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Almost Famous: The Lives of Celebrity Assistants

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Almost Famous: The Lives of Celebrity Assistants

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Almost Famous: The Lives of Celebrity Assistants

Almost Famous: The Lives of Celebrity Assistants

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With the Academy Awards coming up next week, Jake Halpern introduces us to the people who get the stars ready for the spotlight: their assistants. Jake Halpern is the author of the book Fame Junkies.

It's awards season in Hollywood. The Grammys were a week ago and next week it's the big event, the Academy Awards. Jake Helpern, author of the book "Fame Junkies," introduces us to the people who get the stars ready for the spotlight, their assistants.

Mr. JAKE HALPERN (Author, "Fame Junkies"): Not long ago I attended a meeting of the Association of Celebrity Personal Assistants, or the ACPA. I'm not making this up. In fact, once a month the group gathers at a restaurant in L.A. to discuss the unique challenges of its profession.

This place is like a support group, explained a young man who introduced himself to me as the former assistant to Dom DeLuise. I was with Dom with three-and-a-half years but it was time to go, he explained. It's like any relationship; it's very personal. You know their lives and their private pain and when you leave it's like a breakup.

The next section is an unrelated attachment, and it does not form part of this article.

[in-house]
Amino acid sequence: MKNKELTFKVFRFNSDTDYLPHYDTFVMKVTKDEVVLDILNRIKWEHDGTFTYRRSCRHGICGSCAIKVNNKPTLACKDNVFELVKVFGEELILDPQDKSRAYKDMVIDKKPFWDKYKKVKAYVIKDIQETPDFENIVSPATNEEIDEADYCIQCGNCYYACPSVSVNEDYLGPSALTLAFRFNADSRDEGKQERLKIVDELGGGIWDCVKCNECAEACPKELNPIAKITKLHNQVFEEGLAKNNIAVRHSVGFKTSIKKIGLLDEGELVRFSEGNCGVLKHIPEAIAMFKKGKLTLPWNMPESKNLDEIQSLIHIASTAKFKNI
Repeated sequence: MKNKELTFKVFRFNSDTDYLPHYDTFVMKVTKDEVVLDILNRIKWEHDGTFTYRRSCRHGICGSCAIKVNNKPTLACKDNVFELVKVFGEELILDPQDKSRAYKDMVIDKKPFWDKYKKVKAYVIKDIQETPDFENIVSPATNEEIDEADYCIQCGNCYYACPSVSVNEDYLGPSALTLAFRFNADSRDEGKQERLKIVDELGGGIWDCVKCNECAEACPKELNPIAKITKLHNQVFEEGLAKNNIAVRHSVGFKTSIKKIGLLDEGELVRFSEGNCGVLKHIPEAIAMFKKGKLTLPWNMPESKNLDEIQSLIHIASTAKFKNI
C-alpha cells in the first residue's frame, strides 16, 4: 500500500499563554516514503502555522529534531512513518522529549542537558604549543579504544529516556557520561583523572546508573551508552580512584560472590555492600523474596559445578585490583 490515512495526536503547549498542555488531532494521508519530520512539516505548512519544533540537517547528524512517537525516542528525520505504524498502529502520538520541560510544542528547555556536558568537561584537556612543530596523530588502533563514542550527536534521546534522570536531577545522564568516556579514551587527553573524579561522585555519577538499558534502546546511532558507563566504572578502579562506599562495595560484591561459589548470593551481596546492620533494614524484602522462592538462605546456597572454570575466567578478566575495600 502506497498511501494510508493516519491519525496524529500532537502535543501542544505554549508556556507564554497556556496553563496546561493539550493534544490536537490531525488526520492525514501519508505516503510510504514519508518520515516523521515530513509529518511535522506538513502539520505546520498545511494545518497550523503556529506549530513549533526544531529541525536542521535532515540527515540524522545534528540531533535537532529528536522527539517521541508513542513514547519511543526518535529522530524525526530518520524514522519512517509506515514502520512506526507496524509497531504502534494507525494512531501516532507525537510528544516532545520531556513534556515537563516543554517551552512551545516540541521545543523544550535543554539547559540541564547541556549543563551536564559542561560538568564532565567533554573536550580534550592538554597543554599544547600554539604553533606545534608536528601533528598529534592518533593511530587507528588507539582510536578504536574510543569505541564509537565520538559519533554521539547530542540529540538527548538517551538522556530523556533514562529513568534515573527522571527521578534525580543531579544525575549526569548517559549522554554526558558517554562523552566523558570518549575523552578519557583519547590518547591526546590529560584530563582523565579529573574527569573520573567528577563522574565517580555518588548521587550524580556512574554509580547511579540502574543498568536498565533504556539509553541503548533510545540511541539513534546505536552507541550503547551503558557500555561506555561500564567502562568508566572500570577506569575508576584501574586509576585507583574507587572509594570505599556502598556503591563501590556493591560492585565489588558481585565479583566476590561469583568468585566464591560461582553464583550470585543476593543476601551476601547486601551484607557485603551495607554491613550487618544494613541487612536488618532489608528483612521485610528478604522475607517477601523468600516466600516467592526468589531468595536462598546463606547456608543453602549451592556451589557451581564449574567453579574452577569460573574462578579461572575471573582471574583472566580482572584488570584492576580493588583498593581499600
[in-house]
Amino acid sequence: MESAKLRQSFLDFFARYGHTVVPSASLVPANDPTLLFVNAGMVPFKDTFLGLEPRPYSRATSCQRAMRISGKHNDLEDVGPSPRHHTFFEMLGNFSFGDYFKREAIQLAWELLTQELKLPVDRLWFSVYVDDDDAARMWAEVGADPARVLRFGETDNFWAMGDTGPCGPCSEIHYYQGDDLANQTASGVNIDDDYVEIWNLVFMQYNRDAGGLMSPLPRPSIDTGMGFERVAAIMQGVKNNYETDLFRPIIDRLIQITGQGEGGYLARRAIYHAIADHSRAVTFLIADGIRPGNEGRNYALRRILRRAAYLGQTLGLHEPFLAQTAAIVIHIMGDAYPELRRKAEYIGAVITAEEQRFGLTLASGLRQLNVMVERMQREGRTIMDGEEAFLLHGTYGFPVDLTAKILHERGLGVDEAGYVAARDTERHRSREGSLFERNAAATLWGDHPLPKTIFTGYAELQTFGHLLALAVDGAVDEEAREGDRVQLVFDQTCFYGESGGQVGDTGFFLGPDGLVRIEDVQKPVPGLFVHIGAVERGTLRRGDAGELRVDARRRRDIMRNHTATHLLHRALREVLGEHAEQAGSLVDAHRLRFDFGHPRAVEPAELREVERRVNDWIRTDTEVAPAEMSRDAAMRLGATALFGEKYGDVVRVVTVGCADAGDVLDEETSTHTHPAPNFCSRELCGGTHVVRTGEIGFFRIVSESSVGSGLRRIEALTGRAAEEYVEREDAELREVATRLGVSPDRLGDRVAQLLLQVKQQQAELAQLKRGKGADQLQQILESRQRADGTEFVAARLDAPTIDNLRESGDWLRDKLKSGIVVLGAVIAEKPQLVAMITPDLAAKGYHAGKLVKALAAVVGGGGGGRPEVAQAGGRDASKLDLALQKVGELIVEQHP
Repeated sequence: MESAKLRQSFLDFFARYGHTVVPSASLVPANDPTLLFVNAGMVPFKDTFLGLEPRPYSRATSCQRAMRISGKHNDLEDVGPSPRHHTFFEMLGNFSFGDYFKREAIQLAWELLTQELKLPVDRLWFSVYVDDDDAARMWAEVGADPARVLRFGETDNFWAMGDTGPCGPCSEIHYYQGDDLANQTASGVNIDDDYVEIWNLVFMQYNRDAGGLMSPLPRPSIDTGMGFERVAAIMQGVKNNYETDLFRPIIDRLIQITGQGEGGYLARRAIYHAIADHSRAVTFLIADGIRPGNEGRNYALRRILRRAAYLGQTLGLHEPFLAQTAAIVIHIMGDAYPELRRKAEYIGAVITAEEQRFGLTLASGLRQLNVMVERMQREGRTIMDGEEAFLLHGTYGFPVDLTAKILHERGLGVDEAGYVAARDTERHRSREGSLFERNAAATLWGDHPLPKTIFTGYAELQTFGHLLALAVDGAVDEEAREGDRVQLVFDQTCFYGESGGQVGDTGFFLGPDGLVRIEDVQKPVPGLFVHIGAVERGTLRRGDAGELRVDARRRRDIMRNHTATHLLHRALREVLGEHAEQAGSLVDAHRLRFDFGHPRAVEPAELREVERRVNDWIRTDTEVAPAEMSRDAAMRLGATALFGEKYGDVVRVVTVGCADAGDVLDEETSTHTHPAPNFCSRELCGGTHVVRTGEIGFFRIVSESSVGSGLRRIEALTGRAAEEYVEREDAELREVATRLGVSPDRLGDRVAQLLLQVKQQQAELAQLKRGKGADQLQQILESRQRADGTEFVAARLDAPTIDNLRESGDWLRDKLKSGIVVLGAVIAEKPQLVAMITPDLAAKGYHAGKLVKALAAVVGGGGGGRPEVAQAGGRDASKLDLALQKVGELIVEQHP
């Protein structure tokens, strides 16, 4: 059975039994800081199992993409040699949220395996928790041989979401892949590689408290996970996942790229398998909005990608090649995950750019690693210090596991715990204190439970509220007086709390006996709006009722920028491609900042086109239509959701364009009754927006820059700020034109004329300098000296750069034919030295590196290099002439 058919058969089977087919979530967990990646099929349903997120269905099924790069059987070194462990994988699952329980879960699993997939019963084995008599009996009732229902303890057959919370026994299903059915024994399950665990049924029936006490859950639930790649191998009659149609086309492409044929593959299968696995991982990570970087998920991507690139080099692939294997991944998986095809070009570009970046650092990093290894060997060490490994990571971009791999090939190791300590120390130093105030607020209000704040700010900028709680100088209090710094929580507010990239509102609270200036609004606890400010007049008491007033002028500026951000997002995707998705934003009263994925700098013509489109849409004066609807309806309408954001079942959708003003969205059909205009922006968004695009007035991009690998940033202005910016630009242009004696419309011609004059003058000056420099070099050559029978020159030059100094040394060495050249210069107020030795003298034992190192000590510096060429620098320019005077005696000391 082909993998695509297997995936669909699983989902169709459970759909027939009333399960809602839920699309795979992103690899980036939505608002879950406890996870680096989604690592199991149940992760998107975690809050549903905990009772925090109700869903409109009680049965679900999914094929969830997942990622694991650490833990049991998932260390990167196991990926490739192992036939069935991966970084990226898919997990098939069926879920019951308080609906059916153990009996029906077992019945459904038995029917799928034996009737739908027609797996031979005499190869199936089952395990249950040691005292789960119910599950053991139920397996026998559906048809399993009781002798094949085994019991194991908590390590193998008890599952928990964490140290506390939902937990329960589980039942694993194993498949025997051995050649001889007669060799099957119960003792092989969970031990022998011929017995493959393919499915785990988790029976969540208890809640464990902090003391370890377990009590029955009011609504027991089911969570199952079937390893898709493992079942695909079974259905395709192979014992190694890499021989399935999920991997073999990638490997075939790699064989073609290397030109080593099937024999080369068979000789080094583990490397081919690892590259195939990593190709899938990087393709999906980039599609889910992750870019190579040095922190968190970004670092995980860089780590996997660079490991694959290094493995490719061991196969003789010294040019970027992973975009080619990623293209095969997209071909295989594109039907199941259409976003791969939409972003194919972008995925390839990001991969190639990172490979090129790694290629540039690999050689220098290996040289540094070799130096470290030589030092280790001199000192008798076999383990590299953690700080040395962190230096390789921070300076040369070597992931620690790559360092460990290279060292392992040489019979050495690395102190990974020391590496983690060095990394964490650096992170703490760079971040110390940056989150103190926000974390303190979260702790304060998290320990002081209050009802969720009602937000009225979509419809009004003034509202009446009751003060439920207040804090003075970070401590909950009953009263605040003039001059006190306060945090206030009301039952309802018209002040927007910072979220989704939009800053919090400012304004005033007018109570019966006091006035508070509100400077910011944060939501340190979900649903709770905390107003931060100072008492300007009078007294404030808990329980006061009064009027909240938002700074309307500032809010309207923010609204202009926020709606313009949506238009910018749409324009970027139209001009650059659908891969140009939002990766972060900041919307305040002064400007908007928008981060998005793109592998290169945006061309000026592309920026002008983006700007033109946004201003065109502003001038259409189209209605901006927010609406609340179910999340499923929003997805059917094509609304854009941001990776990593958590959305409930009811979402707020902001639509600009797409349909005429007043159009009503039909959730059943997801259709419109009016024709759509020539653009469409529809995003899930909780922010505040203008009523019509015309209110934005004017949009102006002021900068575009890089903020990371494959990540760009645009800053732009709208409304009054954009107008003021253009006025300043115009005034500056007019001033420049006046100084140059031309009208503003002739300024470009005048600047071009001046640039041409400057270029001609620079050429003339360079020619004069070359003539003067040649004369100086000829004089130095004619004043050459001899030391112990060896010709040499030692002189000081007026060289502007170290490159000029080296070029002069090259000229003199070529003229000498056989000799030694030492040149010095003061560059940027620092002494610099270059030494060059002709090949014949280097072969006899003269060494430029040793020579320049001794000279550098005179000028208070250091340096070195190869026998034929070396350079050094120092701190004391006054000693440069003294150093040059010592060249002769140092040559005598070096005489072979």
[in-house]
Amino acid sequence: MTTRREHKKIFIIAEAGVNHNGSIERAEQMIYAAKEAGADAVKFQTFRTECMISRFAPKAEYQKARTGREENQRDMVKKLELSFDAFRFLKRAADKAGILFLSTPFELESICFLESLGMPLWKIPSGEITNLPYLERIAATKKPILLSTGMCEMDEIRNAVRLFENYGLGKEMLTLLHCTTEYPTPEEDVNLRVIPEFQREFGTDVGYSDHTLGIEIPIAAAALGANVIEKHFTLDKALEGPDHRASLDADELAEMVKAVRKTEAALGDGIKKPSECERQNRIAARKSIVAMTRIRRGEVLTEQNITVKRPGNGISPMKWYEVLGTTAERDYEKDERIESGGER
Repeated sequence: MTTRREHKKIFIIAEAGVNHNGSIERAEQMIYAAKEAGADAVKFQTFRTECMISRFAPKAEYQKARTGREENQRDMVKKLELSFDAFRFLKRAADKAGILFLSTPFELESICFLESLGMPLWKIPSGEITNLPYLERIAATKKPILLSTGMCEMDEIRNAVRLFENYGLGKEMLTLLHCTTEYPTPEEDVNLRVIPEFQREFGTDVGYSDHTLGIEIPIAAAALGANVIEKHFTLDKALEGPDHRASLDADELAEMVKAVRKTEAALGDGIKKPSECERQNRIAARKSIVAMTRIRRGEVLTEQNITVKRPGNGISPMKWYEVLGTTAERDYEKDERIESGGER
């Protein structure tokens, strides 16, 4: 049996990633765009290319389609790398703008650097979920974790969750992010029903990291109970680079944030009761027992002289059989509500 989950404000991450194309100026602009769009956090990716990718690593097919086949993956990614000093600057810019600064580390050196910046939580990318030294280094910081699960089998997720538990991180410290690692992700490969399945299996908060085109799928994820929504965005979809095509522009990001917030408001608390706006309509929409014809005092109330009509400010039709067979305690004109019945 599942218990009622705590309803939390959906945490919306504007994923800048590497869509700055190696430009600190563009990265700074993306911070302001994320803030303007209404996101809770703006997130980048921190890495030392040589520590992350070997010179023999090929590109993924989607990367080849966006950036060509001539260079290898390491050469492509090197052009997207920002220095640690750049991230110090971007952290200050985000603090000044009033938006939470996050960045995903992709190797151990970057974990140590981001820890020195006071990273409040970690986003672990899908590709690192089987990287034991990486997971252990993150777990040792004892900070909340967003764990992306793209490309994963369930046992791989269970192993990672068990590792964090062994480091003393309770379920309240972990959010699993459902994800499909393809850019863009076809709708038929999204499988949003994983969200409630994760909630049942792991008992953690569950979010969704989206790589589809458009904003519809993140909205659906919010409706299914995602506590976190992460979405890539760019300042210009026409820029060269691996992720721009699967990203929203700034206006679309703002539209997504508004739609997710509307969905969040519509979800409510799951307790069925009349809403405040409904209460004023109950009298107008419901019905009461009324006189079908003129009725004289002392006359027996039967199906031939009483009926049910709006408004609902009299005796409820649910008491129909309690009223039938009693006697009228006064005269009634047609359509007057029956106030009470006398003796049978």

The ACPA also hosts a semi-regular training seminar for aspiring assistants at a hotel in Los Angeles.

Ms. RITA TATEEL (Celebrity Recruiter): Welcome to the 40th time we've given this class. We're not going to be able to tell you by the end of the evening how to be a celebrity...

Mr. HALPERN: That's Rita Tateel. Tateel describes herself as a celebrity recruiter, someone who gets stars to show up at various fundraisers and red carpet events. She claims to be someone who knows celebrities and their needs intimately. Tateel delivers her patented drill sergeant speech.

Ms. TATEEL: You know, and if you do find yourself sick, guess what? You're still going to be working, because it's not the kind of situation unless it's preplanned in advance in terms of vacation time, you know, where your employer's going to be able to just have his life just, you know, stop for a day because you're sick.

Mr. HALPERN: The bottom line, she concludes, is that you need to be available to serve your celebrity's every need and above all you must banish the word no from your professional vocabulary.

On top of that assistants are not paid particularly well. According to a survey administered by the ACPA the average salary of a celebrity personal assistant is $56,000, not all that much money by Hollywood standards, especially given the around-the-clock obligations that many of them have.

After class I chatted with one of the assistants, whose name is Dean Johnson, and he confessed that he isn't exactly sure where his job is leading him. Often being an assistant is not a means to an end, but an end itself. Part of the reason this is true, says Dean, is that many celebrities don't want to promote their assistants and, say, offer them a spot as an associate producer on one of their shoes.

Why not? Simple, says Dean. Just put yourself in your celebrity shoes. If you lost your assistant then you'd have to hire someone else to run your life and they might not get everything exactly right, or worse yet, they might say the dreaded two letter word; no.

HANSEN: Jake Halpern is the author of the book, "Fame Junkies."

(Soundbite of song "Fame" by David Bowie)

HANSEN: This is NPR News.

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